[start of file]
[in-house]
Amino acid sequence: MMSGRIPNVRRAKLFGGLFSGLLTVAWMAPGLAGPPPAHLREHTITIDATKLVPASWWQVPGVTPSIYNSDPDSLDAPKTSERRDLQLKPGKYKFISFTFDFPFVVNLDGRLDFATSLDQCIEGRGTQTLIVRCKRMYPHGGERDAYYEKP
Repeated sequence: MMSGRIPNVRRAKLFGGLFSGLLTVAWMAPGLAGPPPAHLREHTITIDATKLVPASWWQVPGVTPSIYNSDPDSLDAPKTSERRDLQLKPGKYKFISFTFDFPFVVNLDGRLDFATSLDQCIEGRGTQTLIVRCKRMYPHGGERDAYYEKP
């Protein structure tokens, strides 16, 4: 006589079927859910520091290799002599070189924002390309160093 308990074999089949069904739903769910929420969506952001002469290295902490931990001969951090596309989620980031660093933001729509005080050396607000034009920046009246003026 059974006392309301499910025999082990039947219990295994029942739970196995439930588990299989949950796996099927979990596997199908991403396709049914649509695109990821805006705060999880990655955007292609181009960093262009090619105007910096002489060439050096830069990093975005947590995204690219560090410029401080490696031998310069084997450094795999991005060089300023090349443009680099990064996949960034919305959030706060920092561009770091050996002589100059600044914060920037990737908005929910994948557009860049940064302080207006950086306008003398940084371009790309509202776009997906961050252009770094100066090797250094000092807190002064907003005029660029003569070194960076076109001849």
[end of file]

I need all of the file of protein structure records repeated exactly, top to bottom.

[in-house]
Amino acid sequence: MMSGRIPNVRRAKLFGGLFSGLLTVAWMAPGLAGPPPAHLREHTITIDATKLVPASWWQVPGVTPSIYNSDPDSLDAPKTSERRDLQLKPGKYKFISFTFDFPFVVNLDGRLDFATSLDQCIEGRGTQTLIVRCKRMYPHGGERDAYYEKP
Repeated sequence: MMSGRIPNVRRAKLFGGLFSGLLTVAWMAPGLAGPPPAHLREHTITIDATKLVPASWWQVPGVTPSIYNSDPDSLDAPKTSERRDLQLKPGKYKFISFTFDFPFVVNLDGRLDFATSLDQCIEGRGTQTLIVRCKRMYPHGGERDAYYEKP
């Protein structure tokens, strides 16, 4: 006589079927859910520091290799002599070189924002390309160093 308990074999089949069904739903769910929420969506952001002469290295902490931990001969951090596309989620980031660093933001729509005080050396607000034009920046009246003026 059974006392309301499910025999082990039947219990295994029942739970196995439930588990299989949950796996099927979990596997199908991403396709049914649509695109990821805006705060999880990655955007292609181009960093262009090619105007910096002489060439050096830069990093975005947590995204690219560090410029401080490696031998310069084997450094795999991005060089300023090349443009680099990064996949960034919305959030706060920092561009770091050996002589100059600044914060920037990737908005929910994948557009860049940064302080207006950086306008003398940084371009790309509202776009997906961050252009770094100066090797250094000092807190002064907003005029660029003569070194960076076109001849």